Column: Life after coronavirus will never be the same? Let’s just see about that
I am no seer.
I cannot see around corners.
No one will ever mistake me for a visionary.
But I know that, despite the dire predictions we’re hearing, our lives will return to normal one day. Our children will return to their classrooms and to their playgrounds. Bars and restaurants will fill up again. Our retirement accounts will eventually recover. We will resume our invasion of one another’s personal space.
Human nature is an immutable thing.
You say coronavirus will bring us together in the belated realization that all of humanity is inextricably linked? Yes, we’ll see some of that. But we’ll also see more people fighting over rolls of toilet paper and racists attacking people who look Asian. We humans are a complex species, capable of the very best behaviors and the very worst.
After the 9/11 terrorist attacks, there were sweeping prophecies about lasting social changes.
Time magazine’s Roger Rosenblatt penned a famous essay declaring an end to “the age of irony.”
“The good folks in charge of America’s intellectual life have insisted that nothing was to be believed or taken seriously,” he wrote. “With a giggle and a smirk, our chattering classes — our columnists and pop culture makers — declared that detachment and personal whimsy were the necessary tools for an oh-so-cool life.”
That piece has been much mocked over the years. Irony after all, is not a fad. It is a coping strategy, a survival technique. When the most corrupt president in recent American history wins on a promise to “drain the swamp,” there is no question that irony is immortal.
As for the pop culture makers — the late-night TV hosts, for example — the irony is more lethal than ever. David Letterman’s frivolous “Top Ten” list has long since given way to the biting sensibility of “The Daily Show,” and its progeny: “Last Week Tonight With John Oliver,” Samantha Bee’s “Full Frontal,” “The Late Show With Stephen Colbert.”
Four years after 9/11, in 2005, Hurricane Katrina pulled back the curtain on an inept federal government’s devastating lack of emergency preparedness. After that shameful moment, it was said, everything was going to change — for the better.
“This government will learn the lessons of Hurricane Katrina,” promised then-President George W. Bush. “We are going to review every action and make necessary changes so that we are better prepared for any challenge of nature, or act of evil men, that would threaten our people.”
In 2008, we elected our first black president, an extraordinary achievement for a nation built on slavery. Many of us wanted to believe we’d turned the corner on our racist past, even that we had become a post-racial society. Instead, we got the election of Donald Trump, a man who describes white nationalists as “very fine people.”
A single, momentous event can certainly nudge American culture, but the changes can be subtle and ease as time passes, rather than producing the kind of grand transformations so many are predicting today. (No more physical schoolrooms! No more business conferences!)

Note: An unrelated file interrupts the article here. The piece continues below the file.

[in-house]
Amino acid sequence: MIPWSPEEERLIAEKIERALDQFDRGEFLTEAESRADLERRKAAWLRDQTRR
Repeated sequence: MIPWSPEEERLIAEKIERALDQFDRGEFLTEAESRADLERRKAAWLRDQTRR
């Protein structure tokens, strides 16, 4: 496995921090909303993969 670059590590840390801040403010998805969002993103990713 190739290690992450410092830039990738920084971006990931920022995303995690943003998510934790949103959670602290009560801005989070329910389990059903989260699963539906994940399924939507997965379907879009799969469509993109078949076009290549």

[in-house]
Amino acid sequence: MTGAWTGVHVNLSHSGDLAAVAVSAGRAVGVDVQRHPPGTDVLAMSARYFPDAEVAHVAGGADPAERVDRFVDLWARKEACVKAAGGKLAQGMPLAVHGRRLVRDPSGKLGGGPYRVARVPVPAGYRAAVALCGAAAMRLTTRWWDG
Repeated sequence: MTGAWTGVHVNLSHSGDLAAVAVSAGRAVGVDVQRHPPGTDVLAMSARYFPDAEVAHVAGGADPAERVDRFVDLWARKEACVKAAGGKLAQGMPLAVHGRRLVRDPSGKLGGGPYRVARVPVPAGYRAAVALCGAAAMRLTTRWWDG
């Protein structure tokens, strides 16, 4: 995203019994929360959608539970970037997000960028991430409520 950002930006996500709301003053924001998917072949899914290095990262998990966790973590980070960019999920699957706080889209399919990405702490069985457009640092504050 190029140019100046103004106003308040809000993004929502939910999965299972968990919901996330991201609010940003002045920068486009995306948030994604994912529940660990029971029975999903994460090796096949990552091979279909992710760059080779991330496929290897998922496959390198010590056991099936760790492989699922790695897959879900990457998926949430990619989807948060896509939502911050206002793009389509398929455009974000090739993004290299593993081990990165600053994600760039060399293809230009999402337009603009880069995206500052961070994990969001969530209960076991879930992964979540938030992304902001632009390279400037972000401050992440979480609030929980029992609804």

Our behaviors may change dramatically for a time, but our natures will not.
I turned to Rice University historian Douglas Brinkley, who has written about critical moments in U.S. history, including Hurricane Katrina, for thoughts about whether the coronavirus might change us in lasting ways, and if so, how.
He predicts we will become more “sanitation-minded.” People will probably continue to stockpile, he said as “a little bit of a survivalist mentality has struck the land.”
The fact that the richest country in the world was caught flat-footed on the new coronavirus, however, is hard to fathom. “We are in the 21st century, and the tech age. It’s embarrassing.”
“The question I am not sure about,” he said, “is whether this is a one-off, 100-year event, or is a wave, due to planetary dislocation of the natural world and the destruction of ecosystems. Ask anybody who studies wildlife biology — you rip down ecosystems, and strange viruses will emerge frequently. Plagues will come.”
Brinkley is working on a book, “Silent Spring Revolution,” about presidents Kennedy, Johnson and Nixon and the 1960s environmental movement that led to the creation of the Environmental Protection Agency, the clean air and water acts, the Endangered Species Act, and the cleanup of the Great Lakes and rivers. “The country galvanized for a decade — a blinking moment — and said we have to do better with the Earth.”
Whether there will be real, lasting changes from the coronavirus crisis depends a lot on the coming presidential election, he said. Brinkley hopes that a new president will take office, and that the U.S. will take on “the big problems” — climate change, pandemics and healthcare for all.
No matter who wins the election, though, he believes there will be a bipartisan effort to fund the Centers for Disease Control and Prevention, and perhaps the Army Corps of Engineers will turn away from damming rivers toward building hospitals.
“We are not going to be caught short again without masks and gowns and ventilators,” he predicted.
But who knows how long those efforts, and those changes will last?
“Memories,” he said, “are very short.”
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